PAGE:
Definitions

from The American Heritage® Dictionary of the English Language, 4th Edition

  • n. A flat paper container, especially for a letter, usually having a gummed flap.
  • n. Something that envelops; a wrapping.
  • n. Biology An enclosing structure or cover, such as a membrane or the outer coat of a virus.
  • n. The bag containing the gas in a balloon or airship.
  • n. The set of limitations within which a technological system, especially an aircraft, can perform safely and effectively.
  • n. The coma of a comet.
  • n. Mathematics A curve or surface that is tangent to every one of a family of curves or surfaces.
  • idiom push the envelope To increase the operating capabilities of a technological system.
  • idiom push the envelope To exceed the existing limits in a certain field; be innovative.

from Wiktionary, Creative Commons Attribution/Share-Alike License

  • n. A paper or cardboard wrapper used to enclose small, flat items, especially letters, for mailing.
  • n. Something that envelops; a wrapping
  • n. A bag containing the lifting gas of a balloon or airship; fabric that encloses the gas-bags of an airship.
  • n. A mathematical curve, surface, or higher-dimensional object that is the tangent to a given family of lines, curves, surfaces, or higher-dimensional objects.
  • n. A curve that bounds another curve or set of curves, as the modulation envelope of an amplitude-modulated carrier wave in electronics.
  • n. The shape of a sound, which may be controlled by a synthesizer or sampler.
  • n. The information used for routing an email that is transmitted with the email but not part of its contents.
  • n. An enclosing structure or cover, such as a membrane.
  • n. The set of limitations within which a technological system can perform safely and effectively.
  • n. The nebulous covering of the head or nucleus of a comet; a coma.
  • n. An earthwork in the form of a single parapet or a small rampart, sometimes raised in the ditch and sometimes beyond it.
  • v. Alternative spelling of envelop.

from the GNU version of the Collaborative International Dictionary of English

  • n. That which envelops, wraps up, encases, or surrounds; a wrapper; an inclosing cover; esp., the cover or wrapper of a document, as of a letter.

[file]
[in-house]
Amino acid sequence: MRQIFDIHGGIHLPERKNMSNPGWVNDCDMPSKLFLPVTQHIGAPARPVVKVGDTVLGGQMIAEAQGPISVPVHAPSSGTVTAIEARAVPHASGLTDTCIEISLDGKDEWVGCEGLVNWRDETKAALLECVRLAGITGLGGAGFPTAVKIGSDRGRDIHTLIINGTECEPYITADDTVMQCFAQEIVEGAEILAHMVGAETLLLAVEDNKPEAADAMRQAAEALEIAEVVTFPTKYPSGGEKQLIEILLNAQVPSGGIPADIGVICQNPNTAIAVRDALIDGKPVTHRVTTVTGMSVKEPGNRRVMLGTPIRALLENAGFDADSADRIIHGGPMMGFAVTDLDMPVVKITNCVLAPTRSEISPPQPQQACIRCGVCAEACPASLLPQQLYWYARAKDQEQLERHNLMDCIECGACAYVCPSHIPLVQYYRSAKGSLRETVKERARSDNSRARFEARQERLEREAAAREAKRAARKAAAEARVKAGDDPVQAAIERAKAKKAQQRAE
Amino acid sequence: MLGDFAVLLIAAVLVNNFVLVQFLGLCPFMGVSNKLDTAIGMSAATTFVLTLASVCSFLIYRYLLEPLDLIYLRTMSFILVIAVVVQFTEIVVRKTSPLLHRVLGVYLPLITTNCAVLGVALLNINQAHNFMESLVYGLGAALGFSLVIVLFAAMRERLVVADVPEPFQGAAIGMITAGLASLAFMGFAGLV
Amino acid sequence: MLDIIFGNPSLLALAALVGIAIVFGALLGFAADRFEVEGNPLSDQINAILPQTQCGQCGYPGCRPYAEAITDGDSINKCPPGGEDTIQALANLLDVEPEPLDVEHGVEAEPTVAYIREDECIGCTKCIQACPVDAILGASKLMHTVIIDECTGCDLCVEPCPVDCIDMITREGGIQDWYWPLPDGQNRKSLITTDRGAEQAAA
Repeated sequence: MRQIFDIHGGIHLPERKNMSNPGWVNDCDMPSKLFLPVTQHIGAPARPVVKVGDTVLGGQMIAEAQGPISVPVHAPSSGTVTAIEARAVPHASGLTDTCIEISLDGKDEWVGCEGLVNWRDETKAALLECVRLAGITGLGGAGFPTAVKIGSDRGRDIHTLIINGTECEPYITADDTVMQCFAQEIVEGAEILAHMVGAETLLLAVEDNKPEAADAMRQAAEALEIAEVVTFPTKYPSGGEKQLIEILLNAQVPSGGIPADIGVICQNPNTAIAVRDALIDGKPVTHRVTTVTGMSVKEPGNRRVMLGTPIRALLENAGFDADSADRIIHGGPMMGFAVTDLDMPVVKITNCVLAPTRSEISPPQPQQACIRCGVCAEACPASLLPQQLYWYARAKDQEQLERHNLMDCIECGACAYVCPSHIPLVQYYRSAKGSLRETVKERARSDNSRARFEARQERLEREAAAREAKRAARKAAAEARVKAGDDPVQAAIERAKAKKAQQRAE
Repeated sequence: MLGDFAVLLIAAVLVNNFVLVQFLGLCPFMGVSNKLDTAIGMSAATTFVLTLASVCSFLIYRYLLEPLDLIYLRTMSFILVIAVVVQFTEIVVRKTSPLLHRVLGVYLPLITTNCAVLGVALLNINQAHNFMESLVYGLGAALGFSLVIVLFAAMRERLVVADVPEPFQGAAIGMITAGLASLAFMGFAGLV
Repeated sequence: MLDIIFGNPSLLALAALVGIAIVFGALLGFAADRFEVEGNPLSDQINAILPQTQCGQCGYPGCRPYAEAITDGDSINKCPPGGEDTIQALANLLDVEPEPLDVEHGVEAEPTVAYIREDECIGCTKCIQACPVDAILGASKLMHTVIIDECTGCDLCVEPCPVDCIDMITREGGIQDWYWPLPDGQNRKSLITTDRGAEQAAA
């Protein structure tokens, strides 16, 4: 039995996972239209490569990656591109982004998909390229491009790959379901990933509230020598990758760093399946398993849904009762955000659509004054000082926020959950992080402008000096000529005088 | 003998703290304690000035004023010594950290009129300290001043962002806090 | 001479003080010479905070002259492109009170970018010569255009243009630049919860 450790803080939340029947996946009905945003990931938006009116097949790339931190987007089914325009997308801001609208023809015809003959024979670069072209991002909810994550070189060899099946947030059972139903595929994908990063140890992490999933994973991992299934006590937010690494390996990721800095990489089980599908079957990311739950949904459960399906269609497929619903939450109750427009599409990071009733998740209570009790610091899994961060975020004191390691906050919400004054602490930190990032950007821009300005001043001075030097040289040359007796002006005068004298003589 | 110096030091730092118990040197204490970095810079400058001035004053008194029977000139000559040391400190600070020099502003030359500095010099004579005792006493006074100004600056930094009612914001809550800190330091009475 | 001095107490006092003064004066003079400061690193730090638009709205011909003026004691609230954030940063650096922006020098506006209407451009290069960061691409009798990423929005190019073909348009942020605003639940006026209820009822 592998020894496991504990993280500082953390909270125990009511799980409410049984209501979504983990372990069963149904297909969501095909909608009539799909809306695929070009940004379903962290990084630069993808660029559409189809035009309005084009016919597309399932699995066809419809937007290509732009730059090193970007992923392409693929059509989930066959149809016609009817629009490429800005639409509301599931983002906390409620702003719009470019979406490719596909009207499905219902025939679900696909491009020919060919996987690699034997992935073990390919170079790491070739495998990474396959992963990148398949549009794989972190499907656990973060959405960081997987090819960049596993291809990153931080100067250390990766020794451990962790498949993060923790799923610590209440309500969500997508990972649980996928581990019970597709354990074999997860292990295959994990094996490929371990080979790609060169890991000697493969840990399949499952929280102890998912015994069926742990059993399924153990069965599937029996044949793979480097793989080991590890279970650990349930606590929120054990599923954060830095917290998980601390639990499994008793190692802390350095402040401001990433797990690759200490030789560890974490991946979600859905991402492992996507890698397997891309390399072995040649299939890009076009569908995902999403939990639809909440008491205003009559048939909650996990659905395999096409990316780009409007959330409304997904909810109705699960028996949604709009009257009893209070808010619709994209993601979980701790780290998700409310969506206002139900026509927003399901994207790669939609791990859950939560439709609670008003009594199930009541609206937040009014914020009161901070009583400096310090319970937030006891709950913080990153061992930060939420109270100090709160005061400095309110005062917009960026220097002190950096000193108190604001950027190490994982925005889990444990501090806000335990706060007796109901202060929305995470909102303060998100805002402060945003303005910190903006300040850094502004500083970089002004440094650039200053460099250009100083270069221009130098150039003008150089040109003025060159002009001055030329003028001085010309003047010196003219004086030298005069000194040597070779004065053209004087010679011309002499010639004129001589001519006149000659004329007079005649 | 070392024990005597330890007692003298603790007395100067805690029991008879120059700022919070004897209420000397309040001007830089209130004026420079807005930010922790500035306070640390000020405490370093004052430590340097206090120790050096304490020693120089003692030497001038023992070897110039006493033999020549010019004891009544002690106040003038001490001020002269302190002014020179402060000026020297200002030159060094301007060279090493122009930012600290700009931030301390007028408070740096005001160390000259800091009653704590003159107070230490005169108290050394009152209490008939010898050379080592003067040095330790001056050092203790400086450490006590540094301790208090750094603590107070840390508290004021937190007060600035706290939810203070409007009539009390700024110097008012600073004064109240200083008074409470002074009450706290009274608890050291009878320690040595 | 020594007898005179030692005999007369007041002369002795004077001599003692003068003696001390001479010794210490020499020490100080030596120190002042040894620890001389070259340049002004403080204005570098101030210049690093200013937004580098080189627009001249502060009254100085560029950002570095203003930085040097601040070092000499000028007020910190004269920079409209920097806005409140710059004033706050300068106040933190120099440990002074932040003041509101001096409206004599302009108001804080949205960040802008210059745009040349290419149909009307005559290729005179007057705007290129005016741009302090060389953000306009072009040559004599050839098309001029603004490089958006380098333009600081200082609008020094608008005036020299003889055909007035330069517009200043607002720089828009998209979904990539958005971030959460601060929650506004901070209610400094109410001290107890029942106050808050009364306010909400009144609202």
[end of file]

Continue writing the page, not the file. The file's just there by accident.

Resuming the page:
• n. The nebulous covering of the head or nucleus of a comet; -- called also coma.
  • n. A work of earth, in the form of a single parapet or of a small rampart. It is sometimes raised in the ditch and sometimes beyond it.
  • n. A curve or surface which is tangent to each member of a system of curves or surfaces, the form and position of the members of the system being allowed to vary according to some continuous law. Thus, any curve is the envelope of its tangents.
  • n. A set of limits for the performance capabilities of some type of machine, originally used to refer to aircraft; -- it is often described graphically as a two-dimensional graph of a function showing the maximum of one performance variable as a function of another. Now it is also used metaphorically to refer to capabilities of any system in general, including human organizations, esp. in the phrase push the envelope. It is used to refer to the maximum performance available at the current state of the technology, and therefore refers to a class of machines in general, not a specific machine.

from WordNet 3.0 Copyright 2006 by Princeton University. All rights reserved.

  • n. a flat (usually rectangular) container for a letter, thin package, etc.
  • n. any wrapper or covering
  • n. a natural covering (as by a fluid)
  • n. the bag containing the gas in a balloon
  • n. the maximum operating capability of a system (especially an aircraft)
  • n. a curve that is tangent to each of a family of curves

Etymologies

French enveloppe, from envelopper, to envelop, from Old French envoloper; see envelop.
(American Heritage® Dictionary of the English Language, Fourth Edition)
From the French enveloppe, from envelopper. (Wiktionary)
See envelop. (Wiktionary)

Examples

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Comments

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  • No matter how much you push the envelope, it'll still be stationery.

    October 21, 2008

  • Let's hope they won't be overly missive parents.

    December 5, 2007

  • And having baby vellums.

    December 5, 2007

  • I've heard about that sort of thing. A letter and a greeting card veloping together to another country.

    December 5, 2007

  • There! Problem solved. :-)

    December 5, 2007

  • Maybe they don't need veloping?

    December 5, 2007

  • Postcards wouldn't do; they don't need ON...EN...oh, never mind.

    December 5, 2007

  • Now that you've caught yourself reesetee, what's the punishment? A penitence of postcards?

    December 4, 2007

  • I try to stick with “onvelope”*. Though if one is sufficiently RP I suspect one would say “onv'lope”, which the trusty OED hints at in its /'ɒnv(ə)ləʊp/.

    Of course, oikolect chez nous proudly renders the word, quite intentionally, as “onv'lopp” :)


    *no pun intended

    December 4, 2007

  • I don't think so c_b. I pronunciate it how you pronunciate it :)

    December 4, 2007

  • On-velope when it contains a desired invitation, EN-velope when it contains a bill.

    December 4, 2007

  • I've caught myself pronouncing it two ways, with no discernible reason--either ON-velope or EN-velope. As a verb, though, always en-VEL-op.

    December 4, 2007

  • I say en-velope for the object, and en-vellup only when it's the verb--to envelop. Is it pronounced differently in Britain?

    December 4, 2007

  • en-velope, or on-velope? or en-vellup!?

    December 3, 2007